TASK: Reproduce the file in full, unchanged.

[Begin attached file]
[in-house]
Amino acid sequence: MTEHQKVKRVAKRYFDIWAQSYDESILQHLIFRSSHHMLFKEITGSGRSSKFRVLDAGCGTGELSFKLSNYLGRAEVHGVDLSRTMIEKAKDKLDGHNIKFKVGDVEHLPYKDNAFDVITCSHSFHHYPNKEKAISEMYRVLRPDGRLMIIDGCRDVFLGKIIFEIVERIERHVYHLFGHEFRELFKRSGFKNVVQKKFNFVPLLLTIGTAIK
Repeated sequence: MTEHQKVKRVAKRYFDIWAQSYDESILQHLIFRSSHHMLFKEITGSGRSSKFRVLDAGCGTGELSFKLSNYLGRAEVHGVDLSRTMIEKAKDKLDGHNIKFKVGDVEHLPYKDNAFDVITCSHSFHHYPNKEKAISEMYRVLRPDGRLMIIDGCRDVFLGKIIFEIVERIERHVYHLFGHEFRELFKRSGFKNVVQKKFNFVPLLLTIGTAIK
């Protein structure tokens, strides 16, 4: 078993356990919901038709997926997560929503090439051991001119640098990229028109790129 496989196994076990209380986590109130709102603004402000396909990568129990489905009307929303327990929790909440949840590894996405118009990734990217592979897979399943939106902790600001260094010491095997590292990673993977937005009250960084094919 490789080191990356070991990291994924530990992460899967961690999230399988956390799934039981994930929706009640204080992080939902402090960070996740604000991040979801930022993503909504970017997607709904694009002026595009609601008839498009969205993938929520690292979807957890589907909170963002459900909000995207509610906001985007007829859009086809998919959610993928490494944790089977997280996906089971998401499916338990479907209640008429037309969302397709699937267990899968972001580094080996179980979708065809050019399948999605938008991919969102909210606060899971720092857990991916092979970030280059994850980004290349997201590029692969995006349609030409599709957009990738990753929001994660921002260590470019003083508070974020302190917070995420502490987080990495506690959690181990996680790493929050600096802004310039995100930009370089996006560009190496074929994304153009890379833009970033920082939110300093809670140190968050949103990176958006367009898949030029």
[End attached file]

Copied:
[in-house]
Amino acid sequence: MTEHQKVKRVAKRYFDIWAQSYDESILQHLIFRSSHHMLFKEITGSGRSSKFRVLDAGCGTGELSFKLSNYLGRAEVHGVDLSRTMIEKAKDKLDGHNIKFKVGDVEHLPYKDNAFDVITCSHSFHHYPNKEKAISEMYRVLRPDGRLMIIDGCRDVFLGKIIFEIVERIERHVYHLFGHEFRELFKRSGFKNVVQKKFNFVPLLLTIGTAIK
Repeated sequence: MTEHQKVKRVAKRYFDIWAQSYDESILQHLIFRSSHHMLFKEITGSGRSSKFRVLDAGCGTGELSFKLSNYLGRAEVHGVDLSRTMIEKAKDKLDGHNIKFKVGDVEHLPYKDNAFDVITCSHSFHHYPNKEKAISEMYRVLRPDGRLMIIDGCRDVFLGKIIFEIVERIERHVYHLFGHEFRELFKRSGFKNVVQKKFNFVPLLLTIGTAIK
């Protein structure tokens, strides 16, 4: 078993356990919901038709997926997560929503090439051991001119640098990229028109790129 496989196994076990209380986590109130709102603004402000396909990568129990489905009307929303327990929790909440949840590894996405118009990734990217592979897979399943939106902790600001260094010491095997590292990673993977937005009250960084094919 490789080191990356070991990291994924530990992460899967961690999230399988956390799934039981994930929706009640204080992080939902402090960070996740604000991040979801930022993503909504970017997607709904694009002026595009609601008839498009969205993938929520690292979807957890589907909170963002459900909000995207509610906001985007007829859009086809998919959610993928490494944790089977997280996906089971998401499916338990479907209640008429037309969302397709699937267990899968972001580094080996179980979708065809050019399948999605938008991919969102909210606060899971720092857990991916092979970030280059994850980004290349997201590029692969995006349609030409599709957009990738990753929001994660921002260590470019003083508070974020302190917070995420502490987080990495506690959690181990996680790493929050600096802004310039995100930009370089996006560009190496074929994304153009890379833009970033920082939110300093809670140190968050949103990176958006367009898949030029």